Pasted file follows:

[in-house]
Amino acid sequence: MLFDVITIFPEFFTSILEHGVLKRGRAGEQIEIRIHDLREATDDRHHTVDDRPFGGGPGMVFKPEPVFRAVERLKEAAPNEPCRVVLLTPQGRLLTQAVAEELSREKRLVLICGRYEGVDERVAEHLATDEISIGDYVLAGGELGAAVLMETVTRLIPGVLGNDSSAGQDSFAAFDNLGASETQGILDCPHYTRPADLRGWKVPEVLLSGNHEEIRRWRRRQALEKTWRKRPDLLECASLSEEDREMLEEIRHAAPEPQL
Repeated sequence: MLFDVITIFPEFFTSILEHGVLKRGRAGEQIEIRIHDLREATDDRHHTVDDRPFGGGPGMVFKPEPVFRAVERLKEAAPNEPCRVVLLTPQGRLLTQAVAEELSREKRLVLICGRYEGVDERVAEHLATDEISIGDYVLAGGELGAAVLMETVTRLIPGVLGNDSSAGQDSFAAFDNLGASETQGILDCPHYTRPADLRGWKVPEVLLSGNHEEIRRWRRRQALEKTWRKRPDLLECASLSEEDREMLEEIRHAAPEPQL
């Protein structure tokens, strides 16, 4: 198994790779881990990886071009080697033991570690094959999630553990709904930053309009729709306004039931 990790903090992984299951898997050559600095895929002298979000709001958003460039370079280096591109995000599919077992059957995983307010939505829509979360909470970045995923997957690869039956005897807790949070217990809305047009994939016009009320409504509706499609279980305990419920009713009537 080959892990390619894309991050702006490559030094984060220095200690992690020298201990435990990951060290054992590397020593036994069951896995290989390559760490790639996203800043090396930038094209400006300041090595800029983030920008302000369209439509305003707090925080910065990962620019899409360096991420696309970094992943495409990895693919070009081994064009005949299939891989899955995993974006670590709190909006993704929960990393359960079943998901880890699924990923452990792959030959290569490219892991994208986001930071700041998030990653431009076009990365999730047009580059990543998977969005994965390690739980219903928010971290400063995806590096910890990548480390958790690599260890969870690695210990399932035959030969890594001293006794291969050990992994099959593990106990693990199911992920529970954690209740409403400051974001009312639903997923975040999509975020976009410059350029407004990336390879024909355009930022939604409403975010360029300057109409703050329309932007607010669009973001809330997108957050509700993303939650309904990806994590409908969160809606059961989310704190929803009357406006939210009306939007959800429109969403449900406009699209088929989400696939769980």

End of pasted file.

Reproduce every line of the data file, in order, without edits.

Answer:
[in-house]
Amino acid sequence: MLFDVITIFPEFFTSILEHGVLKRGRAGEQIEIRIHDLREATDDRHHTVDDRPFGGGPGMVFKPEPVFRAVERLKEAAPNEPCRVVLLTPQGRLLTQAVAEELSREKRLVLICGRYEGVDERVAEHLATDEISIGDYVLAGGELGAAVLMETVTRLIPGVLGNDSSAGQDSFAAFDNLGASETQGILDCPHYTRPADLRGWKVPEVLLSGNHEEIRRWRRRQALEKTWRKRPDLLECASLSEEDREMLEEIRHAAPEPQL
Repeated sequence: MLFDVITIFPEFFTSILEHGVLKRGRAGEQIEIRIHDLREATDDRHHTVDDRPFGGGPGMVFKPEPVFRAVERLKEAAPNEPCRVVLLTPQGRLLTQAVAEELSREKRLVLICGRYEGVDERVAEHLATDEISIGDYVLAGGELGAAVLMETVTRLIPGVLGNDSSAGQDSFAAFDNLGASETQGILDCPHYTRPADLRGWKVPEVLLSGNHEEIRRWRRRQALEKTWRKRPDLLECASLSEEDREMLEEIRHAAPEPQL
């Protein structure tokens, strides 16, 4: 198994790779881990990886071009080697033991570690094959999630553990709904930053309009729709306004039931 990790903090992984299951898997050559600095895929002298979000709001958003460039370079280096591109995000599919077992059957995983307010939505829509979360909470970045995923997957690869039956005897807790949070217990809305047009994939016009009320409504509706499609279980305990419920009713009537 080959892990390619894309991050702006490559030094984060220095200690992690020298201990435990990951060290054992590397020593036994069951896995290989390559760490790639996203800043090396930038094209400006300041090595800029983030920008302000369209439509305003707090925080910065990962620019899409360096991420696309970094992943495409990895693919070009081994064009005949299939891989899955995993974006670590709190909006993704929960990393359960079943998901880890699924990923452990792959030959290569490219892991994208986001930071700041998030990653431009076009990365999730047009580059990543998977969005994965390690739980219903928010971290400063995806590096910890990548480390958790690599260890969870690695210990399932035959030969890594001293006794291969050990992994099959593990106990693990199911992920529970954690209740409403400051974001009312639903997923975040999509975020976009410059350029407004990336390879024909355009930022939604409403975010360029300057109409703050329309932007607010669009973001809330997108957050509700993303939650309904990806994590409908969160809606059961989310704190929803009357406006939210009306939007959800429109969403449900406009699209088929989400696939769980």